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Spring Classic Duathlon & Home Depot
Half Marathon – 5k & 10k
April 19th, 2020
Portland OR

Spring Classic Duathlon & Home Depot
Half Marathon – 5k & 10k
April 19th, 2020
Portland OR

Spring Classic Duathlon & Home Depot
Half Marathon – 5k & 10k
April 19th, 2020
Portland OR

Training Preparation

Ok, Step #1. Register! That puts purpose to your training and forces you to commit – an important part of getting to the finish line! 

Step #2. It’s time to train!  Yes, we want you to get to the finish line feeling strong, healthy, reaching for your best, and injury free!

One way to help your training is to join a local running club, clinic or training studio. Here is a list of resources to assist you with your training and preparation:

Running Clubs

Triathlon Training Clubs:

Personal Training & Coaches

Biking Clubs:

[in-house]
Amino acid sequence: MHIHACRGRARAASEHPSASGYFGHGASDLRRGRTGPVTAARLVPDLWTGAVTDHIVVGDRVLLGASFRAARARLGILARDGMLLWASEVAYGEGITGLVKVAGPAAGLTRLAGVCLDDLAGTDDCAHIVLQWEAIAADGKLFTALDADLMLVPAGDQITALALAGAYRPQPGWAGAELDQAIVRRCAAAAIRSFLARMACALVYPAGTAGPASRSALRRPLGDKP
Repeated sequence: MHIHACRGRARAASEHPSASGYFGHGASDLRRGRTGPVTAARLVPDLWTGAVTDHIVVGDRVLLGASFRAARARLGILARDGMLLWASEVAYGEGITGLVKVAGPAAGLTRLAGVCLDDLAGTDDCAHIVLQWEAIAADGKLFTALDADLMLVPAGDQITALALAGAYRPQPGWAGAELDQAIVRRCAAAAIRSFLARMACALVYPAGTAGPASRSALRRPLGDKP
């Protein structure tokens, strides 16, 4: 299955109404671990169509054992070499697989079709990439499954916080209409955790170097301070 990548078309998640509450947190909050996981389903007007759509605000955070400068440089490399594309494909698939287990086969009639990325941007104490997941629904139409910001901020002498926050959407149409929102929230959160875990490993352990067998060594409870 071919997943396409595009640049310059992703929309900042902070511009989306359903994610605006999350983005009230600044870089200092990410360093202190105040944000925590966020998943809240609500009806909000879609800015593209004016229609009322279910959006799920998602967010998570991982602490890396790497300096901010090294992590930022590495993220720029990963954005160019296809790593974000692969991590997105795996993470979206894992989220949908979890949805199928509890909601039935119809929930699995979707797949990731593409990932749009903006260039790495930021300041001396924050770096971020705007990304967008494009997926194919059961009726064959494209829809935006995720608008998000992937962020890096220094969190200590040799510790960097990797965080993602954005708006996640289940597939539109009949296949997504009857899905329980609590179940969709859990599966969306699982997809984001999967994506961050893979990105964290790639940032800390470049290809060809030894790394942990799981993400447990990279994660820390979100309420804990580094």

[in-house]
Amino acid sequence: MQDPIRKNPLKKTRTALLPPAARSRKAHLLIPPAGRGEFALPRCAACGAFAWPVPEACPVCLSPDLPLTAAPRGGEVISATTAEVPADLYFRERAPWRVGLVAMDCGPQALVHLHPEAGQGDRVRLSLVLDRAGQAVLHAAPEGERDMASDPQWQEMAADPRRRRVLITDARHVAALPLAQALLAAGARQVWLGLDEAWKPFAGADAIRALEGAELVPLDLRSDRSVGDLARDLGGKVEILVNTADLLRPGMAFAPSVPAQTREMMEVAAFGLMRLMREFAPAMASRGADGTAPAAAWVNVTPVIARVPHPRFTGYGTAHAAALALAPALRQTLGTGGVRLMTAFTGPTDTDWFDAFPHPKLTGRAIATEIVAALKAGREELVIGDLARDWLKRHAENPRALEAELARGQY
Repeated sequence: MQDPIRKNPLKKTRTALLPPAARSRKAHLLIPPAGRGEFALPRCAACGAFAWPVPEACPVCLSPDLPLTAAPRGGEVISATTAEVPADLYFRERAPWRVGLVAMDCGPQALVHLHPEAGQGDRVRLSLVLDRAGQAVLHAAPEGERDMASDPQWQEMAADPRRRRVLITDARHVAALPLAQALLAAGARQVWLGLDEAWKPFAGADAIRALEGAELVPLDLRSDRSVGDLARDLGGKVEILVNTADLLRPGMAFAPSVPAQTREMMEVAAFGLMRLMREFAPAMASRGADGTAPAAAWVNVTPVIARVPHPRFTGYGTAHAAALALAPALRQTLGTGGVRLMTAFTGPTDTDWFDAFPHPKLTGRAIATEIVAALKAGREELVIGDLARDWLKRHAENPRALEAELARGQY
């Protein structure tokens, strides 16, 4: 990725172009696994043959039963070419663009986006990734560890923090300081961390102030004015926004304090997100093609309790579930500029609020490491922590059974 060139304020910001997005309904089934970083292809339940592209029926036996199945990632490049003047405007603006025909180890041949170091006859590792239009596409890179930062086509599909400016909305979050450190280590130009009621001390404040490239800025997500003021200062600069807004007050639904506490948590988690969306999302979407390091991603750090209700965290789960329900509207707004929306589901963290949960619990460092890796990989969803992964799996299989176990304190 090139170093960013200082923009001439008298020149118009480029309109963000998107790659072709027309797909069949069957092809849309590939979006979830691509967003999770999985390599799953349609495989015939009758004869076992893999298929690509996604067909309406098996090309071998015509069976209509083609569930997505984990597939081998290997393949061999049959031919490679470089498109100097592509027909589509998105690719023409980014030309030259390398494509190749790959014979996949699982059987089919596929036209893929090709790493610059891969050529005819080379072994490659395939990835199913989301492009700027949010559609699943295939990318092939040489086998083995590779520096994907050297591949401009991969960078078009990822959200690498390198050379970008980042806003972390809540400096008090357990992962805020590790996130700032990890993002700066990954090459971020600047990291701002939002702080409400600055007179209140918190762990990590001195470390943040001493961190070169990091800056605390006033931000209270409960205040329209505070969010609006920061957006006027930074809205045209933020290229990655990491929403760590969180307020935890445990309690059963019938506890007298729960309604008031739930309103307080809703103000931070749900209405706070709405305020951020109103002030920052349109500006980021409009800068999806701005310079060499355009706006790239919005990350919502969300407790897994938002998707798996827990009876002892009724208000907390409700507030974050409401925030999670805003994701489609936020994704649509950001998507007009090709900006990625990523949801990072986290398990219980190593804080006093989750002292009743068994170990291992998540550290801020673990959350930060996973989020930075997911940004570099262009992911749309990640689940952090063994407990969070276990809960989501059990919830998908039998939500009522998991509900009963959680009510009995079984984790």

WHAT TO DU (PUN INTENDED!): If this is your first Duathlon, just focus on having fun. Get there early so you can set up your bike and gear in your marked transition spot. Rack your bike, place your helmet and glasses on the handle bar ready to put on. Place a towel on the ground and put your cycling cleats on it (if you wear cycling cleats). Remember, you should only take about 1.5 feet of space in your area. If you take more space than this, you will get some raised eyebrows from the veterans. Just remember that there’s lots of cyclists that have to fit their bikes and gear in a small area so don’t spread out too much. Now take the time to study the transition area. Where do you start, run in, bike in, bike out, run out and finish? Understand the flow. Memorize where your bike is racked. Feel free to ask questions to the Why Racing Event Crew – they are there to help you! Once the race starts, the first run isn’t the one that’s really tough on most duathletes so feel free to go hard or take it easy. When you finish the first run in the transition area, you will run to your bike, put on your helmet and glasses, change shoes if needed and follow instructions from course marshals to direct you around the transition area out the exit. You will be instructed to mount your bike and you’re off exiting safely, single file back to Marine Drive. Once you’re on Marine Drive, bike as hard as you like but take the last mile or so to ride in an easier gear and flush out your legs a bit. That will help your second run a ton! When you arrive back at the transition area, you will be asked to dismount your bike and then run to your transition spot. You will rack your bike, take off your helmet and then change shoes if needed. Then you’re off for your second run. This is the run that is typically more challenging. Yes, your legs will feel heavy and tired. Feel free to go easy and take walk breaks if needed. It usually takes some time but your legs will start feeling better and you can ease into your normal pace. Duathletes prepare for this tough transition by practicing this type of Bike/Run workout appropriately called a ‘Brick Workout’ because your legs feel like bricks when running after cycling. But the more you practice, the easier that transition becomes. So when first starting out, don’t be so hard on yourself if it feels really tough – it gets better! Once your cross the finish line – CELEBRATE! You did it! Wear your medal and finishers’ shirt proudly! WAY TO GO!